We've Replaced Your Freedom
With the Illusion of Freedom.
Let's See if You Can Tell the Difference...
Philosophy of Mind
Q: Does God control everything that happens in my life?
A: He could, if He used the debugger, but it's tedious
to step through all those variables.
-- author unknown
Do human beings have free will?
This timeless and rather unsettling question has nagged many
people (some of whom perversely enjoy such nagging
questions and become philosophers) through the ages.
There are three common answers to this question, each having its
own assumptions and implications. I will present them and
evaluate them in order from least to most interesting.
Yup. Free will exists.
The first and perhaps most common view is "Yes, human beings have
free will." This is commonly taken to mean that my pinky wiggles
as a consequence of my having intended it to wiggle. I will
myself to do something and I subsequently do it. This theory is
very simple and seems perfectly reasonable. It presumes that we
have control over our thoughts, actions, and destinies. Oddly,
this reassures many people; not that they could do anything about
it if they didn't have free will...
Yes, but we only have free will to do certain things.
A second division of the belief in free will is selective belief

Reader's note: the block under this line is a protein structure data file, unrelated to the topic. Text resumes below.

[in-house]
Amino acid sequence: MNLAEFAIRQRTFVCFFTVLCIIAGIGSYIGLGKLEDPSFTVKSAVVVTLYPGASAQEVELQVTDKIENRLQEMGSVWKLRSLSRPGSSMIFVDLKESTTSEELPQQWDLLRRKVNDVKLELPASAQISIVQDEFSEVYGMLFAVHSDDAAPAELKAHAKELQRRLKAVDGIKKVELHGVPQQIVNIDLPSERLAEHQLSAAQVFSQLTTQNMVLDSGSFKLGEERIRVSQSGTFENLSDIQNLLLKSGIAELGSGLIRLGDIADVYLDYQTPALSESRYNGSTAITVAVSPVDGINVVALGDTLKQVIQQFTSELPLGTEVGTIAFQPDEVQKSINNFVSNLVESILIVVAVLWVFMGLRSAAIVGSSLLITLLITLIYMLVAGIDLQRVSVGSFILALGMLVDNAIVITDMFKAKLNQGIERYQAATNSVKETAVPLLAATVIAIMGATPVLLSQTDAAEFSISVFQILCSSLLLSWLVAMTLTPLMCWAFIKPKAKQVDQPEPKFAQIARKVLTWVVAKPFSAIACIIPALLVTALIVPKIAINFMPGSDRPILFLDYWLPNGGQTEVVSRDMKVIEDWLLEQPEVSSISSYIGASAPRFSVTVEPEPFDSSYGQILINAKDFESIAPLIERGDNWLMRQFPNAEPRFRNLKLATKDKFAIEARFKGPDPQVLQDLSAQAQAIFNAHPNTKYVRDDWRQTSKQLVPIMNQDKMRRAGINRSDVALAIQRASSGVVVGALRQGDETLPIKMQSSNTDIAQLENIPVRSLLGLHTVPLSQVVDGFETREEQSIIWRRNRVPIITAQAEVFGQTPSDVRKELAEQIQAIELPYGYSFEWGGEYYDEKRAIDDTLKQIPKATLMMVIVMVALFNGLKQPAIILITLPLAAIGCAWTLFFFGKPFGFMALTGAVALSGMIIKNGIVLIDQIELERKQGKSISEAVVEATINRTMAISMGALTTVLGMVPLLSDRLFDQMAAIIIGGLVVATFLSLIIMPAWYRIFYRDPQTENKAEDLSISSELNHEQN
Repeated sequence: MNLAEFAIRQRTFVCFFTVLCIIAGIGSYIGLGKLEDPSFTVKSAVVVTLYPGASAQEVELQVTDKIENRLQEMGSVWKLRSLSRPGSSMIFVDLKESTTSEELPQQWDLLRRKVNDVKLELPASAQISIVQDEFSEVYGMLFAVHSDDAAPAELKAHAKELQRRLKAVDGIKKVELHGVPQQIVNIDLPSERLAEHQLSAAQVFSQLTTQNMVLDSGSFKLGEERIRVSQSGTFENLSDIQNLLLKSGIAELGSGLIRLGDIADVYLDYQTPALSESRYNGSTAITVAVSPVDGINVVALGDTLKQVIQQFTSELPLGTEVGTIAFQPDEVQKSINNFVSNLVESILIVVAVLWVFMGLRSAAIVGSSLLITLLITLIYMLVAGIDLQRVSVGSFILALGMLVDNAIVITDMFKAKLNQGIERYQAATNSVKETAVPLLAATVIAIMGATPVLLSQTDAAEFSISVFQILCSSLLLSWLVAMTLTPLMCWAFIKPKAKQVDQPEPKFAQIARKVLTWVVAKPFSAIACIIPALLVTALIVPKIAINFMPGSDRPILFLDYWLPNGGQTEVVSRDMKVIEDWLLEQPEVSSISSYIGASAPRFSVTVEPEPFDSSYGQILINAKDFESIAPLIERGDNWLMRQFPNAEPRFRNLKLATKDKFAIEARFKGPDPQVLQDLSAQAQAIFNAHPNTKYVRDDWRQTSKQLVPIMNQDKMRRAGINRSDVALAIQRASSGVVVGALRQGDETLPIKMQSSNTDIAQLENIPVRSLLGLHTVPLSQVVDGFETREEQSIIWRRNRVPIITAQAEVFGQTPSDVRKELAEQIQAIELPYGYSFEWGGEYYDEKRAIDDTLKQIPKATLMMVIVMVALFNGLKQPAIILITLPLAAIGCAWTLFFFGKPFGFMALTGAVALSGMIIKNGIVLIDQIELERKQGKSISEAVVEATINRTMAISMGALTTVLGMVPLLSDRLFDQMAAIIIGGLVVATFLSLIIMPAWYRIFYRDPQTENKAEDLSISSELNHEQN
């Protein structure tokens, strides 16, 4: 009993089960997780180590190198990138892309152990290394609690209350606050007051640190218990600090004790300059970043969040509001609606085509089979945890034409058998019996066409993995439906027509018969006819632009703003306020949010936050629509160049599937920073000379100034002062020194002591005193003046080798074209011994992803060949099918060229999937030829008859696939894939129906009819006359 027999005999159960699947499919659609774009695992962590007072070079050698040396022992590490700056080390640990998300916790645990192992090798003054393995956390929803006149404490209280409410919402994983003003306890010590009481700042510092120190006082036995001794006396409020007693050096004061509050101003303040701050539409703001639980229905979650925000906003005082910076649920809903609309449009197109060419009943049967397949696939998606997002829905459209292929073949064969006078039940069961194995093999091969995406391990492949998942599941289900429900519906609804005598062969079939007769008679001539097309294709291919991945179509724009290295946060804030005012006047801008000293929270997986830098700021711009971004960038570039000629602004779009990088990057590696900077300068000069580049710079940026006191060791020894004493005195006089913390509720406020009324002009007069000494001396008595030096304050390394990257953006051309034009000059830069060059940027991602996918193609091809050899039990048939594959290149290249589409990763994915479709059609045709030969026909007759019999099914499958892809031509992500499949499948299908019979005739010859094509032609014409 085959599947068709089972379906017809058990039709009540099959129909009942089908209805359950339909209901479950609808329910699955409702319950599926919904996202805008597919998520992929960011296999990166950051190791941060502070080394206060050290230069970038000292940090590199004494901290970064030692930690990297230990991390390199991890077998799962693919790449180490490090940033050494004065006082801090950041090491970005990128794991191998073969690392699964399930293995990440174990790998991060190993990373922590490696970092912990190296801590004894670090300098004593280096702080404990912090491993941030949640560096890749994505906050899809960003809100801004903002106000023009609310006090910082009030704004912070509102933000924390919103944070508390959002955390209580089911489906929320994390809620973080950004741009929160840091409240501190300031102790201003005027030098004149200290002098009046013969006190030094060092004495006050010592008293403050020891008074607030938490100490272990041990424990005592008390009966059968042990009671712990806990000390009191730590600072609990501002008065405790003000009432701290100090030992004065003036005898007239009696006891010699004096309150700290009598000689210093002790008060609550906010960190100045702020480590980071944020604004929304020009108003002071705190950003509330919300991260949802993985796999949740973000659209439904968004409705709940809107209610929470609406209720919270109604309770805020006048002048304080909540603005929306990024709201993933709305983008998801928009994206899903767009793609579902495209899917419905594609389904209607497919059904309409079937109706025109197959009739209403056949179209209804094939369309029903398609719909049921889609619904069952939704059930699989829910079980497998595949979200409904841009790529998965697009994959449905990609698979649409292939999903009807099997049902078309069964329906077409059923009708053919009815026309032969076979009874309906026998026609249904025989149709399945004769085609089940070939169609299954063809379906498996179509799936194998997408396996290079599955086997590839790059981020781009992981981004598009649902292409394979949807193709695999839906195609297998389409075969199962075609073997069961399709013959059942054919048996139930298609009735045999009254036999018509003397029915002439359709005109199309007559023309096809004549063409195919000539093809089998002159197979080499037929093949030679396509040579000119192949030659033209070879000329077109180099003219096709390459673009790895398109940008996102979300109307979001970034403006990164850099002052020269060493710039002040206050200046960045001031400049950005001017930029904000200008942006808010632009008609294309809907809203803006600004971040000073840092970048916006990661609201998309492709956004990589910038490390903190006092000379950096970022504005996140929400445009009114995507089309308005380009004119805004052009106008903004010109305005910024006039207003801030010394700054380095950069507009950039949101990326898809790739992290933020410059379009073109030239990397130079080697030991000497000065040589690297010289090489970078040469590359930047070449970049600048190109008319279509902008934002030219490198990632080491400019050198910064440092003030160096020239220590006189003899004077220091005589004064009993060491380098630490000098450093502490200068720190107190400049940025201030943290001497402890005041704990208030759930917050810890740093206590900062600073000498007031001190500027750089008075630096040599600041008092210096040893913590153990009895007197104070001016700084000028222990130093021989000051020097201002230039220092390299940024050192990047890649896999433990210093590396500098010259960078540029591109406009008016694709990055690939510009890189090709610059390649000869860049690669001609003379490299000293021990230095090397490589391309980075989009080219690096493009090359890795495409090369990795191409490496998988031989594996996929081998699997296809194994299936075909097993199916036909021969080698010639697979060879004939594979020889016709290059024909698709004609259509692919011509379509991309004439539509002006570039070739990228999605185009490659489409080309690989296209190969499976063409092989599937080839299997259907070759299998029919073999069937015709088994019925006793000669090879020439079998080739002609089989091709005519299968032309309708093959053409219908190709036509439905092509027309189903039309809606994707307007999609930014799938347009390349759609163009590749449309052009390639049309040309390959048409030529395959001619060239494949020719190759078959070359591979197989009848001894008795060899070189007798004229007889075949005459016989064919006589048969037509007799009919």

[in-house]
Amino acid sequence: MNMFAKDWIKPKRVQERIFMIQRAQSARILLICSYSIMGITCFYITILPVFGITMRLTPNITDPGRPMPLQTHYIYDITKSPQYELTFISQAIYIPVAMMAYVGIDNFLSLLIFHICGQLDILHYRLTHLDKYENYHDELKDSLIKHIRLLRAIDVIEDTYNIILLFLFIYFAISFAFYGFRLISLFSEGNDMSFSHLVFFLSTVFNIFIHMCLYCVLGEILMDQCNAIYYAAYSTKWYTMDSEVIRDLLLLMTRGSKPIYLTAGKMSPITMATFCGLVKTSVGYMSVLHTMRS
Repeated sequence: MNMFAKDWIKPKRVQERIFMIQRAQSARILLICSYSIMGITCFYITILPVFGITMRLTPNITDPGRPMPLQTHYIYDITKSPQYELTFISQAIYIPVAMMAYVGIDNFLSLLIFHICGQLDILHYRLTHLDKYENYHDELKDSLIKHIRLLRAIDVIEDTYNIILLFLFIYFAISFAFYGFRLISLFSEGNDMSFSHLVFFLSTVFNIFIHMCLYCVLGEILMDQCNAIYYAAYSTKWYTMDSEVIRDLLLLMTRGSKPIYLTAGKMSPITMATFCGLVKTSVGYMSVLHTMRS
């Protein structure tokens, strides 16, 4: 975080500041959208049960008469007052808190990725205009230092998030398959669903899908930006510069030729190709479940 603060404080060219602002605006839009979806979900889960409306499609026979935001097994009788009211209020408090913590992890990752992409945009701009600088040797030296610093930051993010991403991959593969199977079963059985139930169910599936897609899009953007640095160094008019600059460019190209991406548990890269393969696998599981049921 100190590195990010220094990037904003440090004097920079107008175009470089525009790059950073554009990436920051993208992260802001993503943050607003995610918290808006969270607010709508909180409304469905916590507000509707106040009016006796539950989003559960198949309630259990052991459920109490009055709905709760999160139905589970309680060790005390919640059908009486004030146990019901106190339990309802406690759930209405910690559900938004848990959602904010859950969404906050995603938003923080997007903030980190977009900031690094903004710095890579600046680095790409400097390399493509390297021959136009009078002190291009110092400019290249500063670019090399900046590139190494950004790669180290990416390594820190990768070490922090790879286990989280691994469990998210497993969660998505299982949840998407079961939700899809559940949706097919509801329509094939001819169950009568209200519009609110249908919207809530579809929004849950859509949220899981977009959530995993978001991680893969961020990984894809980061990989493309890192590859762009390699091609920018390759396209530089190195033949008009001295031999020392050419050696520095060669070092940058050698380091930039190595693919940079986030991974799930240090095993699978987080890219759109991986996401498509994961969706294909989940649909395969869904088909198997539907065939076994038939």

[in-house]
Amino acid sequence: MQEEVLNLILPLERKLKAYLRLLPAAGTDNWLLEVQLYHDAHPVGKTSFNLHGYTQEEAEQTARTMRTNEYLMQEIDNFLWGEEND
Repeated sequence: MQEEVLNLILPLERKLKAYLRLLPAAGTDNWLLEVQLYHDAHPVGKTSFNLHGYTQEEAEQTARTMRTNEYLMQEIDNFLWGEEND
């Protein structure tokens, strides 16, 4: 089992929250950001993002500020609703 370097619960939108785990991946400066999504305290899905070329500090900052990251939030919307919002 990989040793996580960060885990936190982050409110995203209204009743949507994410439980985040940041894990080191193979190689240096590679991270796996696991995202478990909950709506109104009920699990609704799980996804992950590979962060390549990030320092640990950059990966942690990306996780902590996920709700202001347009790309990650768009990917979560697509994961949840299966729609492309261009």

in free will. There are some that believe that while we have
control over the minutiae of everyday life, a higher power
controls our destinies and the "big picture." The higher power
in this case is frequently suggested by Judeo-Christians to be a
benevolent, omnipotent, omniscient God. While this politely
acknowledges both determinism and free will and is more acceptable
to some people than either alone, I think it is philosophically
less sound than either.
To wit: Determinism implies a universe that is orderly
and whose parts function as a cohesive whole. This necessitates
that everything is interconnected and that nothing can happen
independently of anything else. If there were a higher power able
to control aspects of our lives, and if it had a purpose to which
we could relate (such as promoting good over evil), then to affect
our lives in a purposeful way (such as punishing us for
doing evil) it must necessarily control every aspect of
our lives. If the god-figure were to only control certain things